Variation in gene transcription is widely believed to be the mechanistic basis of phenotypically plastic traits; however, comparatively little is known about the inheritance patterns of transcriptional variation that would allow us to predict its response to selection. In addition, acclimation to different environmental conditions influences acute transcriptional responses to stress and it is unclear if these effects are heritable. To address these gaps in knowledge, we assayed levels of messenger RNA for 14 candidate genes at rest and in response to a 24-h confinement stress for 72 half-sib families of Chinook salmon reared in two different environments (hatchery and semi-natural stream channel). We observed extensive plasticity for mRNA levels of metabolic and stress response genes and demonstrated that mRNA level plasticity due to rearing environment affects mRNA level plasticity in response to stress. These effects have important implications for natural populations experiencing multiple stressors. We identified genotype-by-environment interactions for mRNA levels that were dominated by maternal effects; however, mRNA level response to challenge also exhibited a non-additive genetic basis. Our results indicate that while plasticity for mRNA levels can evolve, predicting the outcome of selection will be difficult. The inconsistency in genetic architecture among treatment groups suggests there is considerable cryptic genetic variation for gene expression.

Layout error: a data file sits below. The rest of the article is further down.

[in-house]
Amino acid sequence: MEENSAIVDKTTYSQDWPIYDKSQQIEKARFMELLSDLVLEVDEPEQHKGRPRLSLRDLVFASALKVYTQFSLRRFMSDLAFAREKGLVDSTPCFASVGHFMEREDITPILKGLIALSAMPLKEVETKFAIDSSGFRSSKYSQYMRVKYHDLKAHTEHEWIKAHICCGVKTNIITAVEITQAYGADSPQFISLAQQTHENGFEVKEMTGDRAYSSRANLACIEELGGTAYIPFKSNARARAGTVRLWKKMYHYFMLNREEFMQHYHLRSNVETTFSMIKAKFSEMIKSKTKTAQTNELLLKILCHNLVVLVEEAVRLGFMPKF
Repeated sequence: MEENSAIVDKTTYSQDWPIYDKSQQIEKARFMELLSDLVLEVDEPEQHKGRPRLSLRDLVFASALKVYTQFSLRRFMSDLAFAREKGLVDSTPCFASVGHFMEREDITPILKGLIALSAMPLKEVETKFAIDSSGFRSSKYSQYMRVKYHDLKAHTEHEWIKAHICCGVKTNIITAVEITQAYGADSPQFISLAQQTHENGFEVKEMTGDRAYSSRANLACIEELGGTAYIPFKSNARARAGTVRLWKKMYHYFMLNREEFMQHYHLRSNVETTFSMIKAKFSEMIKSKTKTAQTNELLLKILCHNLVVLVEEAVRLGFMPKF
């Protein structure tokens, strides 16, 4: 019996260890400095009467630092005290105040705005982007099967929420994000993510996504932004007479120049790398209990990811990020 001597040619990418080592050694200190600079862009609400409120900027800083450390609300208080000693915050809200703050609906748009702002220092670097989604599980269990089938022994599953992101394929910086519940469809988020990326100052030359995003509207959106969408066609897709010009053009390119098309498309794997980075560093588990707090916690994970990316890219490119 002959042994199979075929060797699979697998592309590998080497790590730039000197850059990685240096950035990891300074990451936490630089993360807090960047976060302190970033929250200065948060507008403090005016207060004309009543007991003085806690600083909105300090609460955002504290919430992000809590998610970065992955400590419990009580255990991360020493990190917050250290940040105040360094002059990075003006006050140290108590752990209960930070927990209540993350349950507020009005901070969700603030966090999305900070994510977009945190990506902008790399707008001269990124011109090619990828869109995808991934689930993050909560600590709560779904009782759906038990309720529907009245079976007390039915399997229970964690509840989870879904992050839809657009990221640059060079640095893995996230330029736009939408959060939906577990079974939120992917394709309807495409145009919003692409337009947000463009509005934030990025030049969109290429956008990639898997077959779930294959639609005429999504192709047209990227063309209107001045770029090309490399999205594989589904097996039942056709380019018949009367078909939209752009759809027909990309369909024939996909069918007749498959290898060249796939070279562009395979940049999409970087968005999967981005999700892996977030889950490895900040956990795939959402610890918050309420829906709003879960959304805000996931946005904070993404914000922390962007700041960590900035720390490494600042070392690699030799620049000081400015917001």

Wellband, Kyle W.; Heath, John W.; and Heath, Daniel D.. (2017). Environmental and genetic determinants of transcriptional plasticity in Chinook salmon. Heredity, 120 (1), 38-50.
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